Tubeless road tires don't work for everyone - discuss

Everything about building wheels, glueing tubs, etc.
TobinHatesYou
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by TobinHatesYou

I still get the popping/pinging. AFAIK the popping comes from the bead moving past the bead lock, not pressing up against the rim wall.

by Weenie


bm0p700f
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by bm0p700f

If the tape is too wide it can interference withe the bed locking into place. An an example is the hed rim with 20mm internal width. 21mm stans tape is not quite wide enough once you have applied it properly as removing a tubeless tyre can cause the tape to pick up at the edges which is bad news. Try 25mm wide stans and the tape covers the sides but prevents a firm bead lick so the irc or schwalbe tyre falls away from the rim with zero pressure or can be pushed off with light pressure to the bead.
Use 25mm var tape though which is thinner and it stretches and does not cover the sides as much allowing the tyre to lock firmly in place.

Nearly all the issues people have are user error or picking the wrong bits. You only find this out the hard way though. Don't dispair unlike one local shop who said to me they tried a schwalbe x one on an American classic rim and there was no bead lock and then declared tubeless does not work during the club run while i was riding a 29er with tubeless tyres at 25 psi. I did point that out. I need to give them a tutorial.

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mpulsiv
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by mpulsiv

Is there a reason not to use tubed tires with butyl or latex tubes that support removable core with orange seal? http://www.slowtwitch.com/Products/Thin ... _4155.html

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TobinHatesYou
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by TobinHatesYou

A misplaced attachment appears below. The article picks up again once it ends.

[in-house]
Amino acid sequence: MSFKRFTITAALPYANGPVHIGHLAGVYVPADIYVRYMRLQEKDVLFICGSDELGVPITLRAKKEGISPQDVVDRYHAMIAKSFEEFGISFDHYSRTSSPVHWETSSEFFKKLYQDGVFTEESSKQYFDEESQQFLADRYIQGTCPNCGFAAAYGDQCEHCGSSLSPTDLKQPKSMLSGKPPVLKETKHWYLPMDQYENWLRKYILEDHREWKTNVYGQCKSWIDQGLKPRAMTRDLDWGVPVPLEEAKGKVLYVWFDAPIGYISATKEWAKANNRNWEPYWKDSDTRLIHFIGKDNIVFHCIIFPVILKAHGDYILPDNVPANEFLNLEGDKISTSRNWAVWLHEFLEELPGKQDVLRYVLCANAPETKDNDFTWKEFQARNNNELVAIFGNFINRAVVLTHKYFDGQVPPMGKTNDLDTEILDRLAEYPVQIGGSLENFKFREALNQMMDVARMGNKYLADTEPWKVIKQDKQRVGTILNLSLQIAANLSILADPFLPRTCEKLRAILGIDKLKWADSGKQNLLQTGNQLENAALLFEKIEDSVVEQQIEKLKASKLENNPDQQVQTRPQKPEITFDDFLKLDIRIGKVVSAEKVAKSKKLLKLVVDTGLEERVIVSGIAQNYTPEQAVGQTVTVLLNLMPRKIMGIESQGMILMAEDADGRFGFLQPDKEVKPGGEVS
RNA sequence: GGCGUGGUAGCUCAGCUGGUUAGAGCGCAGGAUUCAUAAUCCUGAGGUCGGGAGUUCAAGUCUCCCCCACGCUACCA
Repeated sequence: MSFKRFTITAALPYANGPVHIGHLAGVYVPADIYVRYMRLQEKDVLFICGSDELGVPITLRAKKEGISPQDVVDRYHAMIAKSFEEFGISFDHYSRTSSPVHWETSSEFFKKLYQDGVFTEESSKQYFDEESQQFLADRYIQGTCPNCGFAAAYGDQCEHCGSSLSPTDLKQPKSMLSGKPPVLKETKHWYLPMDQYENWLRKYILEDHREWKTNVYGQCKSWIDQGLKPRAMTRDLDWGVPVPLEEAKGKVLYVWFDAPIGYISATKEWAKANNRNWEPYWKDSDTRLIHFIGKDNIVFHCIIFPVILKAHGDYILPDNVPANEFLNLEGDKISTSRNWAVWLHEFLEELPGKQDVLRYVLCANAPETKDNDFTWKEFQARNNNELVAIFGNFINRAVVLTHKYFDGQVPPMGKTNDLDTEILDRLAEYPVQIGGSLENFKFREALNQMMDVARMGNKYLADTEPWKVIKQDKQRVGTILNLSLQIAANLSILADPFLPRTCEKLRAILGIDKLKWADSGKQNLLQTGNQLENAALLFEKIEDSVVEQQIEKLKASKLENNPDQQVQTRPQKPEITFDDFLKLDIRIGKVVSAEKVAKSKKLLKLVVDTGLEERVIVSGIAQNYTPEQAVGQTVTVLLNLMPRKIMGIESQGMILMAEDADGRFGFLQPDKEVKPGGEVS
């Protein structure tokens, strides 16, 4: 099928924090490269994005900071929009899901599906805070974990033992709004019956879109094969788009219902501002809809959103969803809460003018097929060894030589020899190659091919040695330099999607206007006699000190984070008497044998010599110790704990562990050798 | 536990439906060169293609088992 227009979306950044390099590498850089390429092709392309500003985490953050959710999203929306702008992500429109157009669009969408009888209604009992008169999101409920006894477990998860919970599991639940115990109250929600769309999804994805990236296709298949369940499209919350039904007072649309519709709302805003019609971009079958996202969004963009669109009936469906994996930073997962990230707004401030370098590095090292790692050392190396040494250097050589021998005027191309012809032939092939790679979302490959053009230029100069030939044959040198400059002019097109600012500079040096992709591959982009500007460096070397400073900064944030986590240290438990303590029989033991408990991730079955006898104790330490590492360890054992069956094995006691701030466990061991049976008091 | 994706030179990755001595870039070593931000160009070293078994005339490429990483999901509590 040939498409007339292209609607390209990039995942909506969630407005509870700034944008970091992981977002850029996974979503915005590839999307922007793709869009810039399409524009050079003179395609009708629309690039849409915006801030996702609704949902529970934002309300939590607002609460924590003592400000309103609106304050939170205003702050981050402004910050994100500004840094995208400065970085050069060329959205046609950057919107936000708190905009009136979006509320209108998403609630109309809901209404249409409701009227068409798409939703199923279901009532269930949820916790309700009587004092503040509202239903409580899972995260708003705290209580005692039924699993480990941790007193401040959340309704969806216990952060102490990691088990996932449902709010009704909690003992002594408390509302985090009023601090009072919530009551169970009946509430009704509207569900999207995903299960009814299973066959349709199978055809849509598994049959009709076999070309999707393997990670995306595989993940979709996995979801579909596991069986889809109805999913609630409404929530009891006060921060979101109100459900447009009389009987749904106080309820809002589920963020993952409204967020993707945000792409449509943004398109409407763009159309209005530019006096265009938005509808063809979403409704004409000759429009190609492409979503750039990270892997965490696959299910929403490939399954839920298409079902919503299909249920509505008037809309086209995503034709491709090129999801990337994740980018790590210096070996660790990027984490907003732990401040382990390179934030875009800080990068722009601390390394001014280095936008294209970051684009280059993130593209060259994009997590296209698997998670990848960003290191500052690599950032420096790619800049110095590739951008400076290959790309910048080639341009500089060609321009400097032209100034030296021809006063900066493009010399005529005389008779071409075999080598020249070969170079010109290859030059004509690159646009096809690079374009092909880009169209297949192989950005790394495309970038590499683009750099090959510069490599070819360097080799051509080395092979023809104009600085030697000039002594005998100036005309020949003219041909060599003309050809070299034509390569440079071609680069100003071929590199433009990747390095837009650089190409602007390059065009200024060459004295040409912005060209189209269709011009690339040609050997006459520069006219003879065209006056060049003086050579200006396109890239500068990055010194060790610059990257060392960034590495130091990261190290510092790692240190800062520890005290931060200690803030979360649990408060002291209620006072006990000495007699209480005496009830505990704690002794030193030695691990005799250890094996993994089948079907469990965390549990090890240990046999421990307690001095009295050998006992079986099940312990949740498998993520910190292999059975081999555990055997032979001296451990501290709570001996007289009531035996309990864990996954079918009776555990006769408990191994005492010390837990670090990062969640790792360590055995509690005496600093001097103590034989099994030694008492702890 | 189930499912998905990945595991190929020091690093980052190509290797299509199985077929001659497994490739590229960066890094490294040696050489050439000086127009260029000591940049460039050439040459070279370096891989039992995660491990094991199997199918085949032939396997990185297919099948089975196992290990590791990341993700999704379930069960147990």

mpulsiv wrote:Is there a reason not to use tubed tires with butyl or latex tubes that support removable core with orange seal? http://www.slowtwitch.com/Products/Thin ... _4155.html
It works...to an extent. Slime Tubes exist. People inject sealant into tubulars with latex inner tubes.

It's my understanding that latex tubes are easy to seal than butyl, but you should be careful to keep them from fully deflating or the walls can stick together. Butyl tubes, unlike butyl linings in tubeless tires, stretch a bit around the puncture/hole and are difficult to properly seal. There's also the fact that whatever caused the puncture may still be lodged in the tire and may continue to damage the tube.

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mpulsiv
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by mpulsiv

TobinHatesYou wrote:
mpulsiv wrote:Is there a reason not to use tubed tires with butyl or latex tubes that support removable core with orange seal? http://www.slowtwitch.com/Products/Thin ... _4155.html
It works...to an extent. Slime Tubes exist. People inject sealant into tubulars with latex inner tubes.

It's my understanding that latex tubes are easy to seal than butyl, but you should be careful to keep them from fully deflating or the walls can stick together. Butyl tubes, unlike butyl linings in tubeless tires, stretch a bit around the puncture/hole and are difficult to properly seal. There's also the fact that whatever caused the puncture may still be lodged in the tire and may continue to damage the tube.
Bummer, that would be an extra effort to run in a garage to pump up latex tubes every 3-4 days to prevent walls from sticking. I'm talking about n+1 bike that isn't used every day.
Now, does this only apply to slime seal? Orange seal is ammonia-free and latex-based. Will latex to latex exhibit sticking?

On the topic of tubeless. Wasn't Huthinson Fusion 5 the easiest to install and well balanced (e.g. durability, grip, puncture resistance) but mileage is suffering?
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bm0p700f
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by bm0p700f

Hutchinson s on some rims are too loose though.
Tubeless tires compatibility can only be answered if the rim is known. Most tyres fit to most rim rims though
What varies is how much tape you have to put on to get them to inflate easily.

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mpulsiv
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by mpulsiv

:back2topic:

Has anyone actually use butyl or latex tubes that support removable core with Orange Seal before jumping on tubeless wagon? http://www.slowtwitch.com/Products/Thin ... _4155.html

This looks like a simple solution. If not, share your thoughts.